The Washington Post editorial board came out swinging against the Obama administration's rapprochement with Cuba on Thursday, assailing the administration for granting a "comprehensive bailout" to the regime of President Raul Castro.
Under a deal negotiated over the past 18 months and announced on Wednesday, the U.S. and Cuba will establish full diplomatic relations, the U.S. will loosen travel and investment restrictions on Cuba, and Cuba's status as a state sponsor of terrorism will be reviewed. Additionally, Cuba freed a U.S. intelligence agent in exchange for three Cuban spies held in the U.S. Cuba also released U.S. Agency for International Development contractor Alan Gross, who had been held for five years, on humanitarian grounds.
The deal does not fully repeal the 54-year-old U.S. trade embargo on Cuba; repeal would require congressional approval. But the Post denounced the changes unveiled yesterday in withering terms, asserting that the U.S. policy of collective punishment was really on the cusp of working -- any day now! Here's the Post editorial board:
IN RECENT months, the outlook for the Castro regime in Cuba was growing steadily darker. The modest reforms it adopted in recent years to improve abysmal economic conditions had stalled, due to the regime’s refusal to allow Cubans greater freedoms. Worse, the accelerating economic collapse of Venezuela meant that the huge subsidies that have kept the Castros afloat for the past decade were in peril. A growing number of Cubans were demanding basic human rights, such as freedom of speech and assembly.
The Post went on to argue that contrary to President Obama's hopes, the diplomatic and economic opening with Cuba will not lead to greater freedom for the island's citizens. Fair enough; unless you adhere to the Whiggish view that inexorable progress toward ever-increasing liberty and enlightenment is foreordained, then there's no reason to see a flourishing liberal democracy as inevitable in Cuba or anywhere else where democracy hasn't taken root. Of course, the Post doesn't explain how a continued U.S. stranglehold on Cuba would have fostered more freedom, given that the embargo has failed to achieve that objective for more than a half-century now. All the Post tells us is that a "growing number of Cubans" are starting to demand "basic human rights" -- a statement that could also have been made at the time of the Bay of Pigs.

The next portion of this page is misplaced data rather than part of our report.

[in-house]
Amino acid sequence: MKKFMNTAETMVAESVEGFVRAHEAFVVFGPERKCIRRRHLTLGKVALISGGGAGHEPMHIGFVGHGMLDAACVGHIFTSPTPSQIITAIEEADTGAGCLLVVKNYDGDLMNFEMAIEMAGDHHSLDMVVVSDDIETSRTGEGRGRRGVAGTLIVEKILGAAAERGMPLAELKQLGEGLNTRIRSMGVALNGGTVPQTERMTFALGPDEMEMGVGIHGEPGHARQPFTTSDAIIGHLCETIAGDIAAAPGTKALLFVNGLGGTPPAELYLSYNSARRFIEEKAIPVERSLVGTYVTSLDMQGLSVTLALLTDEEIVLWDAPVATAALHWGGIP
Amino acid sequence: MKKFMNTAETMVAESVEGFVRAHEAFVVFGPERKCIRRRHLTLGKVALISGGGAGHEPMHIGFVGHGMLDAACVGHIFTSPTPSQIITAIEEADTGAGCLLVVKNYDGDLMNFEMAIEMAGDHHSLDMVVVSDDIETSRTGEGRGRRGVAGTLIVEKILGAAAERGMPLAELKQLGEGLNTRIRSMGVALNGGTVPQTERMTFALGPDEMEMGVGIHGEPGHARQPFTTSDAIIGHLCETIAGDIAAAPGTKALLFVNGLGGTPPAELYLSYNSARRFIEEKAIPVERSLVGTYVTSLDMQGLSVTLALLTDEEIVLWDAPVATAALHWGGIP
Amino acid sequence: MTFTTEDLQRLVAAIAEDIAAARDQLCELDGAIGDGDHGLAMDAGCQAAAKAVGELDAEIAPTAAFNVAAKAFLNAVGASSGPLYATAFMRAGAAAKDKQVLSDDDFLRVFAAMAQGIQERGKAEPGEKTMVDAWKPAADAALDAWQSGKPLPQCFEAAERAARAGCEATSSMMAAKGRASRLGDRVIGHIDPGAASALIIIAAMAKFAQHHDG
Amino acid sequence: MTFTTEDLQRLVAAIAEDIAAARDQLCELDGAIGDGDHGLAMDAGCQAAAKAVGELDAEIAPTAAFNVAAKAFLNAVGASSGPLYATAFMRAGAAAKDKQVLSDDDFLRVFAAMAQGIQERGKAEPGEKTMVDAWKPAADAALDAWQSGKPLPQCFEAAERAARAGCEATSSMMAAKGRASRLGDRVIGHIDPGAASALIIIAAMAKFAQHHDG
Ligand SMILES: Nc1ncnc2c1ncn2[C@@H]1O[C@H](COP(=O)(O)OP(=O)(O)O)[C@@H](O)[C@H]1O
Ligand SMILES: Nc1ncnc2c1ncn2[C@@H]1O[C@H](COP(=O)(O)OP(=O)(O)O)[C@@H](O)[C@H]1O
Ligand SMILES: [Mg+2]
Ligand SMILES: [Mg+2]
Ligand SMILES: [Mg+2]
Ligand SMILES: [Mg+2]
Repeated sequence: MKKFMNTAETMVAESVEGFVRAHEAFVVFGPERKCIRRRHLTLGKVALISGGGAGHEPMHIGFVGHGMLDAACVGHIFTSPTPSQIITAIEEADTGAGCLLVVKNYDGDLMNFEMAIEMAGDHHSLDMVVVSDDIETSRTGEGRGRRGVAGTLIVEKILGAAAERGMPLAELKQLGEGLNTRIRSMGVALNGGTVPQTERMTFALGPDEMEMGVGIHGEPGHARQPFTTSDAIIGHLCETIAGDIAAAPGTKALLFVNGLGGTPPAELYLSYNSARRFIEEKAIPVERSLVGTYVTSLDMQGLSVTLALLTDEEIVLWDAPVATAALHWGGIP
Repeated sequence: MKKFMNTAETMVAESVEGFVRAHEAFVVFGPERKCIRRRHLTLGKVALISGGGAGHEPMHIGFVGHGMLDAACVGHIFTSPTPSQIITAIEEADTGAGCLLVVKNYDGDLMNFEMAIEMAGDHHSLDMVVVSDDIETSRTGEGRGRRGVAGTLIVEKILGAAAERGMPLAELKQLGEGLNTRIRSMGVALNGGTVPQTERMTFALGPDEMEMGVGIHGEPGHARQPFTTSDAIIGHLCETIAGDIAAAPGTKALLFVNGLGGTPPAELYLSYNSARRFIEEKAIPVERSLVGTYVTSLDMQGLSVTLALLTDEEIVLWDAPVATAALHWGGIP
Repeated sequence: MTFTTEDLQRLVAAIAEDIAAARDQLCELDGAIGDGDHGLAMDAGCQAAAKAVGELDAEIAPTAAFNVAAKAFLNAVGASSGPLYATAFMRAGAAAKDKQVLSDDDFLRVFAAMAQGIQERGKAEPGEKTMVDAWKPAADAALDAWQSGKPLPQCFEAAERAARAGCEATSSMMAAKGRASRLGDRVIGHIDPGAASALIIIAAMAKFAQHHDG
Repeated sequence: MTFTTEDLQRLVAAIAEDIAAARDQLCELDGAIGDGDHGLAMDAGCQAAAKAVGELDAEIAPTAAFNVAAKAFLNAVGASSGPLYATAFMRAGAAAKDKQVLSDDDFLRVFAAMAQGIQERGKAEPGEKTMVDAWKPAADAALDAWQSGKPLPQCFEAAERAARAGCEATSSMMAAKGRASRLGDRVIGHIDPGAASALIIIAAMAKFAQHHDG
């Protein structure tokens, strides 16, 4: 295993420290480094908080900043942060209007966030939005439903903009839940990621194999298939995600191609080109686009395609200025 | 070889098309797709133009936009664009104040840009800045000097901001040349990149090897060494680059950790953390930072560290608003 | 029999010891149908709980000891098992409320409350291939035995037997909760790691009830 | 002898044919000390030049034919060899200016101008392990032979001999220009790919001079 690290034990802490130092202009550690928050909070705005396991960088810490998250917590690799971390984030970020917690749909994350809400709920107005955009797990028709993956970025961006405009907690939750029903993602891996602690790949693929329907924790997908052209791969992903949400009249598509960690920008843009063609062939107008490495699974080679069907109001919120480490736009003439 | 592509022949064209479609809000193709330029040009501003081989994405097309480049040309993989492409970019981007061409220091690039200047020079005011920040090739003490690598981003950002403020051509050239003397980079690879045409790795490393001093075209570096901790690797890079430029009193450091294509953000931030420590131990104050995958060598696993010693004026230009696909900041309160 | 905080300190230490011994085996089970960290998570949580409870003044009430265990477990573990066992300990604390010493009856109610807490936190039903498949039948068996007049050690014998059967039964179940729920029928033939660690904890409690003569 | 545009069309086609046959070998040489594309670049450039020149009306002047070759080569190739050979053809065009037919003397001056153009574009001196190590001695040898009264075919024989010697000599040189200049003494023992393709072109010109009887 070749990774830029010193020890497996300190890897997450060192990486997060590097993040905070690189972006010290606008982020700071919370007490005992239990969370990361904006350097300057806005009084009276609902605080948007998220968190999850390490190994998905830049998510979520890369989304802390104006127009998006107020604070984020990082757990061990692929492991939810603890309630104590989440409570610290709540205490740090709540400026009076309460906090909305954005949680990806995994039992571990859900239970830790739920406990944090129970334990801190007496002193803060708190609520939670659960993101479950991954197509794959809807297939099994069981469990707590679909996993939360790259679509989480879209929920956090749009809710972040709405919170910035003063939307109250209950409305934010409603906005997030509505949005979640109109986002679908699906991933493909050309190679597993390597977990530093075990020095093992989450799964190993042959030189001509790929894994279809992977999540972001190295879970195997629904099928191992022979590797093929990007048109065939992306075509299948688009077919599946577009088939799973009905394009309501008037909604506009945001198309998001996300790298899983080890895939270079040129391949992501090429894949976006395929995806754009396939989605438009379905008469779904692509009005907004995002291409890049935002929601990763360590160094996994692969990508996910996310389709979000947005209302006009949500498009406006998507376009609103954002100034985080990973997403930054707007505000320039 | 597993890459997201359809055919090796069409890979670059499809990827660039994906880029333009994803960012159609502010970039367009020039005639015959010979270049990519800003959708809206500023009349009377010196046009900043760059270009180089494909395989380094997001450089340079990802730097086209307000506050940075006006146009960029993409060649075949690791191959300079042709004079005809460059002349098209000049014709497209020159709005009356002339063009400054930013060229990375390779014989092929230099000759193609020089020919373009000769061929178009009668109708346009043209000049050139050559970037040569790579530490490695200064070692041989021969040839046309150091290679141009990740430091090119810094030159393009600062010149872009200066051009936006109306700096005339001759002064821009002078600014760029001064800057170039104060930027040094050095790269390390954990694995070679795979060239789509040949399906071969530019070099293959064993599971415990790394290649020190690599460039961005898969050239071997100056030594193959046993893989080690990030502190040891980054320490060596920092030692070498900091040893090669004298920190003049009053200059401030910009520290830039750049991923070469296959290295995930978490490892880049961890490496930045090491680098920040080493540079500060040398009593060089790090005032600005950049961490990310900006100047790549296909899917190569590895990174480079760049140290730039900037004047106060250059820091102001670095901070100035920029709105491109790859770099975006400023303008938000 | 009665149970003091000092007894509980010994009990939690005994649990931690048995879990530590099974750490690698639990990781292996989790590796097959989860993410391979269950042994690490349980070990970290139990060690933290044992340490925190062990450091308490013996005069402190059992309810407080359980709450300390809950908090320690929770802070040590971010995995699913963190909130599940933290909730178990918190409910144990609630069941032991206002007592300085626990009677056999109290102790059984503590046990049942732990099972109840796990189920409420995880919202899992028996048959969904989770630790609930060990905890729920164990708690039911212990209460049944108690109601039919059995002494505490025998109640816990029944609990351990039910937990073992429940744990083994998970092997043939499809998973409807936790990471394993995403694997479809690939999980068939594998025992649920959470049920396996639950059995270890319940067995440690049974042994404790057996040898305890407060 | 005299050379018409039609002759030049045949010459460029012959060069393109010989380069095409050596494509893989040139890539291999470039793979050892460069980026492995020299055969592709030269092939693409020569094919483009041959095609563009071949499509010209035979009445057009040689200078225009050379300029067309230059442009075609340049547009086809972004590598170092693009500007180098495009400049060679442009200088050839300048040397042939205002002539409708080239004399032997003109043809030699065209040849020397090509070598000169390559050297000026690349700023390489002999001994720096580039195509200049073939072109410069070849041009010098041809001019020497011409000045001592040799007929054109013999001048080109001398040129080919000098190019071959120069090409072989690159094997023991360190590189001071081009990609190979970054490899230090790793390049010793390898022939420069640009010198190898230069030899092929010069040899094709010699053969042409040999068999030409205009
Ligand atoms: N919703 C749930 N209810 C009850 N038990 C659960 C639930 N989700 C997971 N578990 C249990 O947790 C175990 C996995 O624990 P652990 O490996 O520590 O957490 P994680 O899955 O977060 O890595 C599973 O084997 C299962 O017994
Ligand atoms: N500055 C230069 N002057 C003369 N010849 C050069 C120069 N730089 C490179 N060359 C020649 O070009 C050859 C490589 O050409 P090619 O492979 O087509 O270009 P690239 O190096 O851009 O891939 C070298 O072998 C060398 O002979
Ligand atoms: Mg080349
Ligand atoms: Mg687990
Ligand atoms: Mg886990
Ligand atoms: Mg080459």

Moreover, a lack of human rights hasn't hindered the U.S. from maintaining ties with such regimes as those in China, Egypt and Saudi Arabia. Would the Post have the U.S. review its relations with those countries, too? Nor did egregious human rights violations stop the U.S. from propping up right-wing authoritarian regimes during the Cold War. Ah, but those murderous regimes were anti-Communist, which, for the Post's purposes, merited U.S. support.
Take the Post editorial board's reaction to the 2006 death of former Chilean dictator Augusto Pinochet, whose regime murdered or disappeared an estimated 3,216 people and subjected more than 38,000 political prisoners to confinement and torture. Sure, the Post acknowledged, Pinochet committed some "evil" deeds, but the paper lauded him for his pro-corporate policies. (Memo to the Post editorial board: iron rule combined with corporatism typically goes by the name "fascism.")
"To the dismay of every economic minister in Latin America, he introduced the free-market policies that produced the Chilean economic miracle," the Post gushed.
The Post credited Pinochet's free market policies for Chile's eventual transformation into a democracy -- which makes all the more puzzling the Post's opposition to a policy that would more fully integrate Cuba into the global economy.
The Post's latest editorial will likely provide further ammunition for congressional hawks railing against the Cuba détente. Ultimately, however, it only exposes the logical and moral bankruptcy of their position.